Now, this sounded like something I’d like to learn more about! I was already quite familiar with recursive problems and solutions, but this dynamic programming sounded next-level.

So I googled and googled for tutorials and other resources, and I finally came across this free 2011 MIT course that I intend to view over the coming weeks.

There’s even a course website with additional materials and assignments (in Python).

For those less interested in (dynamic) programming but mostly in machine learning, there’s this other great MIT OpenCourseWare youtube playlist of their Artificial Intelligence course. I absolutely loved that course and I really powered through it in a matter of weeks (which is why I am already psyched about this new one). I learned so much new concepts, and I strongly recommend it. Unfortunately, the professor recently passed away.

Looking for a custom typeface to use in your data visualizations? Google Fonts is an awesome databank of nearly a thousands font families you can access, download, and use for free.

Katie Jolly wanted to surprise a friend with a nice geeky gift: a custom-made map cutout. Using R and some visual finetuning in Inkscape, she was able to made the below.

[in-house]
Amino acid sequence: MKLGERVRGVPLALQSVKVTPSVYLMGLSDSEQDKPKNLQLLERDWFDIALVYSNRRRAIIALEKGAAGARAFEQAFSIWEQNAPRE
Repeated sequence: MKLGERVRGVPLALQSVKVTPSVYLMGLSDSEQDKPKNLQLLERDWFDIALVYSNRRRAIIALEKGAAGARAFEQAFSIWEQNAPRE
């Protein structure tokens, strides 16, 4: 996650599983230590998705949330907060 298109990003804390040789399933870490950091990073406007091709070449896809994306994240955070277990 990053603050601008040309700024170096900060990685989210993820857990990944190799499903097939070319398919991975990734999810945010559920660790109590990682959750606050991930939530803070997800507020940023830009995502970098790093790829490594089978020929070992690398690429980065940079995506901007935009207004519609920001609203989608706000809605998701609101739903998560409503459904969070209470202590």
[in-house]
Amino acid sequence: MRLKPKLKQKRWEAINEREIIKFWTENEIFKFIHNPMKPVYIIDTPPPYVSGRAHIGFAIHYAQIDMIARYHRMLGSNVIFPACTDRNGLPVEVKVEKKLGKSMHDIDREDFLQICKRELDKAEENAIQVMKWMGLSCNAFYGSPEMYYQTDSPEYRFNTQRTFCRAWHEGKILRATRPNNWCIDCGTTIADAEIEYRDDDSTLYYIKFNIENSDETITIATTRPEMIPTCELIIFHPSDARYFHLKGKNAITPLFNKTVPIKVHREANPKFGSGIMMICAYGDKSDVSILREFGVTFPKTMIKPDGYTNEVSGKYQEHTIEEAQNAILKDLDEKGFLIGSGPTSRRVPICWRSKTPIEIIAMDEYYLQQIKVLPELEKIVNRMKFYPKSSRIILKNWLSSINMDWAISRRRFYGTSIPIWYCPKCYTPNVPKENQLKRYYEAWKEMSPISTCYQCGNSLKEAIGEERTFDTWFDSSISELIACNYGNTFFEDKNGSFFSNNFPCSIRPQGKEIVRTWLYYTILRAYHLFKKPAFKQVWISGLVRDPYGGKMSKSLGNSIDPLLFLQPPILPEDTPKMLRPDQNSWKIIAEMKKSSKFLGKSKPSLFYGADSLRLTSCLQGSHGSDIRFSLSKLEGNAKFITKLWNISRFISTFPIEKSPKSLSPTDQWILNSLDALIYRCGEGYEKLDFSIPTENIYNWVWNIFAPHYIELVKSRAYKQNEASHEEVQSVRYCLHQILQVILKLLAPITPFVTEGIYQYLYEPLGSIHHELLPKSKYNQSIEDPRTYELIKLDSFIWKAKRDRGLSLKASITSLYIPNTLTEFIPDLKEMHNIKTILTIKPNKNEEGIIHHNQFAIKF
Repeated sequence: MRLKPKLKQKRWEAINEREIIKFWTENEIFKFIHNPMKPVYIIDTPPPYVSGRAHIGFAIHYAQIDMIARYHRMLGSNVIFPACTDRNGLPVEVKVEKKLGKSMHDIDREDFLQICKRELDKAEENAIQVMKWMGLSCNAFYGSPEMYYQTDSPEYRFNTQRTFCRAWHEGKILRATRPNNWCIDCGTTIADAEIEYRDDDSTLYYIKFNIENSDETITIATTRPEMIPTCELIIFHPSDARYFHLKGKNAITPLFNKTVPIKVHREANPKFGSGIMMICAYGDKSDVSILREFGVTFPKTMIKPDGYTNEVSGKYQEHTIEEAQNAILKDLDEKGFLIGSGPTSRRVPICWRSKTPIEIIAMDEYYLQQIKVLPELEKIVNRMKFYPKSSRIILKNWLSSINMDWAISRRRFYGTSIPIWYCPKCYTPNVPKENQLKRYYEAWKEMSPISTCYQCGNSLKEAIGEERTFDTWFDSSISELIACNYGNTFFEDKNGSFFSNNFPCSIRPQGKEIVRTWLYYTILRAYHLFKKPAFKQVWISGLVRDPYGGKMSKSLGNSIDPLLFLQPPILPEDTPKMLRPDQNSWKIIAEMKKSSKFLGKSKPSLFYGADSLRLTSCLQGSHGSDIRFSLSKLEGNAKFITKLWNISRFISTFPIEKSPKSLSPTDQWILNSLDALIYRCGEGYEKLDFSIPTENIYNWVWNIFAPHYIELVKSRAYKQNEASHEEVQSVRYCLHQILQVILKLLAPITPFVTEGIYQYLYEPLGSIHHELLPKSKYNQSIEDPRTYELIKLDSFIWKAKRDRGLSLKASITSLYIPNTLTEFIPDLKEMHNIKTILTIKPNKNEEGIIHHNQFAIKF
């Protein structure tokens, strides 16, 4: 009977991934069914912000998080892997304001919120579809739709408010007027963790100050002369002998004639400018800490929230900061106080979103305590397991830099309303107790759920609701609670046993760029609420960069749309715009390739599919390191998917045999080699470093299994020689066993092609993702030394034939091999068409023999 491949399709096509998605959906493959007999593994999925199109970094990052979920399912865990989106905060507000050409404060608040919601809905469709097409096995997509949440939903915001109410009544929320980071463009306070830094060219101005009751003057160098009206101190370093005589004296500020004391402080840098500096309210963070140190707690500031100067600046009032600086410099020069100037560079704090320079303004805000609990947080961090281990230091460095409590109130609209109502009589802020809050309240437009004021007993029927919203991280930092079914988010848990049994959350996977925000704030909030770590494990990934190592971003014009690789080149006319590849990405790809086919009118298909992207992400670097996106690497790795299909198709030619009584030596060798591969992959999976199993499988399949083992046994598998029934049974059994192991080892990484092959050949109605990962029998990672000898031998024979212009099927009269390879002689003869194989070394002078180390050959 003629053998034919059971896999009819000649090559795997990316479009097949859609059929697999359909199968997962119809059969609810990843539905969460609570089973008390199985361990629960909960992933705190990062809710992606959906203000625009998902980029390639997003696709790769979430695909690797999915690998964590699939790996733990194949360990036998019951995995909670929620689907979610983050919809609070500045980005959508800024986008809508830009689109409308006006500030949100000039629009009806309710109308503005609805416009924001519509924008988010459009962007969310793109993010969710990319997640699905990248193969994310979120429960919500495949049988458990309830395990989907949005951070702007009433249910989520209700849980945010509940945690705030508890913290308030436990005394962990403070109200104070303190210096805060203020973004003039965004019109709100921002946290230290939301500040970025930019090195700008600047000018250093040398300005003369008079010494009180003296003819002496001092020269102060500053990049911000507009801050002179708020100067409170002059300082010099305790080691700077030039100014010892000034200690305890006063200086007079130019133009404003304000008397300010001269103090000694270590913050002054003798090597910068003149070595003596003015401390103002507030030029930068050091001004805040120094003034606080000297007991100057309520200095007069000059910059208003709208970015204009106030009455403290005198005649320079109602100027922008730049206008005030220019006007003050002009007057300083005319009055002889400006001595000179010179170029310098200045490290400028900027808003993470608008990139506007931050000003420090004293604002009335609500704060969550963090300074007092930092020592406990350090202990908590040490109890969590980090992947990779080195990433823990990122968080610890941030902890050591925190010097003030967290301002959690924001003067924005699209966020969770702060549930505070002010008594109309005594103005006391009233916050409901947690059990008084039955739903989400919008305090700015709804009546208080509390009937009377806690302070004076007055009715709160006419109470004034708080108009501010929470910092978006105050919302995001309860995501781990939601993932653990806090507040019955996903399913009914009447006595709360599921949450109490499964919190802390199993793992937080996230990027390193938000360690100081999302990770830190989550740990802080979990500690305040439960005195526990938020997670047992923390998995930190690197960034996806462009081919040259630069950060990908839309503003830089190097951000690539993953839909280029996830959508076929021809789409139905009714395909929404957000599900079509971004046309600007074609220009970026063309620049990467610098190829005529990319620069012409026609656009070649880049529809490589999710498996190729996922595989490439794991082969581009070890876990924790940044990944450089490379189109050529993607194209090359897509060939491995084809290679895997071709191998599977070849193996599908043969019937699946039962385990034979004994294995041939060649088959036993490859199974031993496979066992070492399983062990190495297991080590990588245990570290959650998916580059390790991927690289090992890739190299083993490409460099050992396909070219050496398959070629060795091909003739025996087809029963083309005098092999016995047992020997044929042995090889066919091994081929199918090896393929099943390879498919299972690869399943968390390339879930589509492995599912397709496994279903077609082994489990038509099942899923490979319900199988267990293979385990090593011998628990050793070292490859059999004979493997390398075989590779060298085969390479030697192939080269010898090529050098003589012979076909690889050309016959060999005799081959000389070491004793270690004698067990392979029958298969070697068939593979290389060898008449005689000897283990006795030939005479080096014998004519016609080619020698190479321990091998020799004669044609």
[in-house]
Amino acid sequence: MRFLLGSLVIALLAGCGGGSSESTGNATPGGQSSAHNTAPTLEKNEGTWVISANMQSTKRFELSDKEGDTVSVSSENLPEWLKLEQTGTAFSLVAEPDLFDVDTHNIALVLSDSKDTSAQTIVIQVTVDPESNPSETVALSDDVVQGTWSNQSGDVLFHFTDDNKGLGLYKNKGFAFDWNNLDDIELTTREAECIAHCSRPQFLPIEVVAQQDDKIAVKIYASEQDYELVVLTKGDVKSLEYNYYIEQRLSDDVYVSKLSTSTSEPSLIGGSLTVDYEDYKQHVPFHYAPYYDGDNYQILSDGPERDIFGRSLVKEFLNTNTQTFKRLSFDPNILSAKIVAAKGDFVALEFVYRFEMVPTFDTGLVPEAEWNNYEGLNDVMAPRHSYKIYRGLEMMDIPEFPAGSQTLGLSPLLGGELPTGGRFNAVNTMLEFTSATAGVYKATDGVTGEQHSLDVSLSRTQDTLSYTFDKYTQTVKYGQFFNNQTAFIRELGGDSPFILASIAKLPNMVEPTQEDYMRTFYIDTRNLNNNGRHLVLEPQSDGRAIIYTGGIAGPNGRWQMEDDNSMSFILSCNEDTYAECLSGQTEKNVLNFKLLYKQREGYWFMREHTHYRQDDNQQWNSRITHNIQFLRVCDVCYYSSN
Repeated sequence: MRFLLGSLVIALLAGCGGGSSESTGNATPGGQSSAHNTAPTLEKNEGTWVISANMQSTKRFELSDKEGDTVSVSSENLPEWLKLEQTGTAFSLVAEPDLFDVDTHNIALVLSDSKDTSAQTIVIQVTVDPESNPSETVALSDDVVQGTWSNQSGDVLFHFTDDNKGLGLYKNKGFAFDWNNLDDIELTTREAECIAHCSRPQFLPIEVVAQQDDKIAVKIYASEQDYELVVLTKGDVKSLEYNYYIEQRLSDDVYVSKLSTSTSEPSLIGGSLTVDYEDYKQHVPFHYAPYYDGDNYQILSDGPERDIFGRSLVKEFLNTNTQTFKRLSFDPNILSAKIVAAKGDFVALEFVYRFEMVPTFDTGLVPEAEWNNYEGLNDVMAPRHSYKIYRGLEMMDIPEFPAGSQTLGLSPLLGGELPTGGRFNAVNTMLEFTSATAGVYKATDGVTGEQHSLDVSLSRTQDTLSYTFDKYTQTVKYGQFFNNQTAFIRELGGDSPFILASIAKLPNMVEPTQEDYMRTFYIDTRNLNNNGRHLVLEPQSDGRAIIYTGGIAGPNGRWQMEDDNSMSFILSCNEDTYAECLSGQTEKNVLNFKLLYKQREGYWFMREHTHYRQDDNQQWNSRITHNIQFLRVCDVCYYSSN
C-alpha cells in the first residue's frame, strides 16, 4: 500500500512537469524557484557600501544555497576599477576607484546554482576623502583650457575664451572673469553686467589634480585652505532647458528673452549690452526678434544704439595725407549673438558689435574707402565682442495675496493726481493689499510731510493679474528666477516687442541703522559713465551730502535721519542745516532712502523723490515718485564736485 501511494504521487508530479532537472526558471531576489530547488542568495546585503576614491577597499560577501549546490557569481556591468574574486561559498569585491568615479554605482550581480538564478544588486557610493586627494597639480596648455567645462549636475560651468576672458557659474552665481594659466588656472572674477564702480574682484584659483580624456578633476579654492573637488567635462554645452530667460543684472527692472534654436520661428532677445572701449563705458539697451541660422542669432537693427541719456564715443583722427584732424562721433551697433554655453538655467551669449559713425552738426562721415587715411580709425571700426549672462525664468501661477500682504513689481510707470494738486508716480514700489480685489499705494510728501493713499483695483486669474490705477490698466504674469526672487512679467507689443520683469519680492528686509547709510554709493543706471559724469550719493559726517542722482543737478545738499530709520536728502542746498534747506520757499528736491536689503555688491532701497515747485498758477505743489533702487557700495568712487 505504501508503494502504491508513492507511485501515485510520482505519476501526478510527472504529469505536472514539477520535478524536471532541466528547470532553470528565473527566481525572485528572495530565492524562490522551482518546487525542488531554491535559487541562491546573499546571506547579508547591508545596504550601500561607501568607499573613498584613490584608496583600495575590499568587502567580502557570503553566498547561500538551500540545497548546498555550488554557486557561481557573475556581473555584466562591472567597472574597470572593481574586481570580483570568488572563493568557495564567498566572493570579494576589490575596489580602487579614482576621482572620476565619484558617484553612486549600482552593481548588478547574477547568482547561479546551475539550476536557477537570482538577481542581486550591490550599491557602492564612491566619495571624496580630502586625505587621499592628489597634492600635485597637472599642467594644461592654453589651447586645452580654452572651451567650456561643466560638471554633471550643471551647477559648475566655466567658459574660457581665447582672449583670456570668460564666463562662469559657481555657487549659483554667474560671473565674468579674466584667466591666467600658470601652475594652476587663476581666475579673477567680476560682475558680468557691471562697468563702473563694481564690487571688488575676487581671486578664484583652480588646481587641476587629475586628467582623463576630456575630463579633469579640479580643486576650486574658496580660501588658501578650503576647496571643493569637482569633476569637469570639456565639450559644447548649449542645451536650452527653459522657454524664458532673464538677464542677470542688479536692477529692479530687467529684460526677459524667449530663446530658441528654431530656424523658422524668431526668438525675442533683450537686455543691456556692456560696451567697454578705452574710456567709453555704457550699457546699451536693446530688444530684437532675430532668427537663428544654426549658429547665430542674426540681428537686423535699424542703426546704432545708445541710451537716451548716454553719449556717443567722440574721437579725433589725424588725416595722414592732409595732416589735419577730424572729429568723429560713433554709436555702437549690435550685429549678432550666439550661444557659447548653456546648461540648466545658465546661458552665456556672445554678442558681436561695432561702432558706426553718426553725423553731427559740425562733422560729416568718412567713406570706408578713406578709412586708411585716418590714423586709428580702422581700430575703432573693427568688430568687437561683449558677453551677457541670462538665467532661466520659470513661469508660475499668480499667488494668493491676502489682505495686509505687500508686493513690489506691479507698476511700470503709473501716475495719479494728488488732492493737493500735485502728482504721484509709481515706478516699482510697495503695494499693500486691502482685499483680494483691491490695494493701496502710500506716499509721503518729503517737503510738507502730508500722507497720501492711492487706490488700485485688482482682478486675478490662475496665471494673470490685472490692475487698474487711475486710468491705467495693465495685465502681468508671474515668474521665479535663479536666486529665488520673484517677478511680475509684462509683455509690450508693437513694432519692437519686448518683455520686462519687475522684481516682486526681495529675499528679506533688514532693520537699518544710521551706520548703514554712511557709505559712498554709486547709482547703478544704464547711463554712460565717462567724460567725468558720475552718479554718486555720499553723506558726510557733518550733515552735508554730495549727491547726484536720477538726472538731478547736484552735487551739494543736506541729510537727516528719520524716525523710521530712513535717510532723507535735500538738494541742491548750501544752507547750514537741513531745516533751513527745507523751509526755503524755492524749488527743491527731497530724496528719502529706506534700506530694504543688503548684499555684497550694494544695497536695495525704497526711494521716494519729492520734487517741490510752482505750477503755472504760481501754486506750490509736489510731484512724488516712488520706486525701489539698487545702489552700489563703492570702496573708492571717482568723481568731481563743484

A detailed write-up of how Katie got to this product is posted here.

Basically, the R’s tigris package included all data on roads, and the ArcGIS Open Data Hub provided the neighborhood boundaries. Fortunately, the sf package is great for transforming and manipulating geospatial data, and includes some functions to retrieve a subset of roads based on their distance to a centroid. With this subset, Katie could then build these wonderful plots in no time with ggplot2.

The website PapersWithCode.com lists all scientific publications of which the codes are open-sourced on GitHub. Moreover, you can sort these papers by the stars they accumulated on Github over the past days.

The authors, @rbstojnic and @rosstaylor90, just made this in their spare time. Thank you, sirs!

Papers with Code allows you to quickly browse state-of-the-art research on GANs and the code behind them, for instance. Alternatively, you can browse for research and code on sentiment analysis or LSTMs.

In optimizing their transportation services, Uber uses evolutionary strategies and genetic algorithms to train deep neural networks through reinforcement learning. A lot of difficult words in one sentence; you can imagine the complexity of the process.

Because it is particularly difficult to observe the underlying dynamics of this learning process in neural network optimization, Uber built VINE – a Visual Inspector for NeuroEvolution. VINE helps to discover how evolutionary strategies and genetic optimizing are performing under the hood. In a recent article, they demonstrate how VINE works on the MujocoHumanoid Locomotion task.

[…] In the Humanoid Locomotion Task, each pseudo-offspring neural network controls the movement of a robot, and earns a score, called its fitness, based on how well it walks. [Evolutionary principles] construct the next parent by aggregating the parameters of pseudo-offspring based on these fitness scores […]. The cycle then repeats.